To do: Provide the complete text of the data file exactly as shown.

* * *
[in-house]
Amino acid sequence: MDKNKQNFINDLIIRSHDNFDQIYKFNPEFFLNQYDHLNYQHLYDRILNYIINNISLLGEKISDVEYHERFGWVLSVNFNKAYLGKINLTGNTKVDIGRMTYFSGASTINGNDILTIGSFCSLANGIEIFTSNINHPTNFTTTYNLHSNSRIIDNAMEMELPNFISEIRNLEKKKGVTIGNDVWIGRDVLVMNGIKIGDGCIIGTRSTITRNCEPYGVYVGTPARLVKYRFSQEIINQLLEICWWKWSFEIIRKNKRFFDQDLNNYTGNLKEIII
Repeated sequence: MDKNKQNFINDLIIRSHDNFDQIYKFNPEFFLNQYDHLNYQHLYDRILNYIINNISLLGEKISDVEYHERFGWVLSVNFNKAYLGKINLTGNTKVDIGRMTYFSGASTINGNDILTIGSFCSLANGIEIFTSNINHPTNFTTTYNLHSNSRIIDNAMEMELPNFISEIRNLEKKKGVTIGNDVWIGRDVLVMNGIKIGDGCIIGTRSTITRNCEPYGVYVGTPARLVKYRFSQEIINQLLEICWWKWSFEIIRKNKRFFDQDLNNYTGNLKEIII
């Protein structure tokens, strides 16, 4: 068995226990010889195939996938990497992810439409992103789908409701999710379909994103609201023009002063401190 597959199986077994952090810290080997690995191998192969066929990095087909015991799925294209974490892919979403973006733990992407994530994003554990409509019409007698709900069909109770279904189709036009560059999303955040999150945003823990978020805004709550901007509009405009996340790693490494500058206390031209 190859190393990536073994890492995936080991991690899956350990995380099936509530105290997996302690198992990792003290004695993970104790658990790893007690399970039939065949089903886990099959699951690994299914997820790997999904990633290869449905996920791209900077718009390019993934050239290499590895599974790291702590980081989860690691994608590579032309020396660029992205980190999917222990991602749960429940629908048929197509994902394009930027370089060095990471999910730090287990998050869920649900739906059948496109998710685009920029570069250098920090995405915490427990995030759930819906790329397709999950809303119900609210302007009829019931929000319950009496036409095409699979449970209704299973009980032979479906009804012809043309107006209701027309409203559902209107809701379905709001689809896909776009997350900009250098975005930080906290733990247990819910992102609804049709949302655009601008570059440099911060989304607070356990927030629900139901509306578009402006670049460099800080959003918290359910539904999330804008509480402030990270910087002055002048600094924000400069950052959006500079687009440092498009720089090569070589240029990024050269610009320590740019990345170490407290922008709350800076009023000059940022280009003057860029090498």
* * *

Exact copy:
[in-house]
Amino acid sequence: MDKNKQNFINDLIIRSHDNFDQIYKFNPEFFLNQYDHLNYQHLYDRILNYIINNISLLGEKISDVEYHERFGWVLSVNFNKAYLGKINLTGNTKVDIGRMTYFSGASTINGNDILTIGSFCSLANGIEIFTSNINHPTNFTTTYNLHSNSRIIDNAMEMELPNFISEIRNLEKKKGVTIGNDVWIGRDVLVMNGIKIGDGCIIGTRSTITRNCEPYGVYVGTPARLVKYRFSQEIINQLLEICWWKWSFEIIRKNKRFFDQDLNNYTGNLKEIII
Repeated sequence: MDKNKQNFINDLIIRSHDNFDQIYKFNPEFFLNQYDHLNYQHLYDRILNYIINNISLLGEKISDVEYHERFGWVLSVNFNKAYLGKINLTGNTKVDIGRMTYFSGASTINGNDILTIGSFCSLANGIEIFTSNINHPTNFTTTYNLHSNSRIIDNAMEMELPNFISEIRNLEKKKGVTIGNDVWIGRDVLVMNGIKIGDGCIIGTRSTITRNCEPYGVYVGTPARLVKYRFSQEIINQLLEICWWKWSFEIIRKNKRFFDQDLNNYTGNLKEIII
């Protein structure tokens, strides 16, 4: 068995226990010889195939996938990497992810439409992103789908409701999710379909994103609201023009002063401190 597959199986077994952090810290080997690995191998192969066929990095087909015991799925294209974490892919979403973006733990992407994530994003554990409509019409007698709900069909109770279904189709036009560059999303955040999150945003823990978020805004709550901007509009405009996340790693490494500058206390031209 190859190393990536073994890492995936080991991690899956350990995380099936509530105290997996302690198992990792003290004695993970104790658990790893007690399970039939065949089903886990099959699951690994299914997820790997999904990633290869449905996920791209900077718009390019993934050239290499590895599974790291702590980081989860690691994608590579032309020396660029992205980190999917222990991602749960429940629908048929197509994902394009930027370089060095990471999910730090287990998050869920649900739906059948496109998710685009920029570069250098920090995405915490427990995030759930819906790329397709999950809303119900609210302007009829019931929000319950009496036409095409699979449970209704299973009980032979479906009804012809043309107006209701027309409203559902209107809701379905709001689809896909776009997350900009250098975005930080906290733990247990819910992102609804049709949302655009601008570059440099911060989304607070356990927030629900139901509306578009402006670049460099800080959003918290359910539904999330804008509480402030990270910087002055002048600094924000400069950052959006500079687009440092498009720089090569070589240029990024050269610009320590740019990345170490407290922008709350800076009023000059940022280009003057860029090498």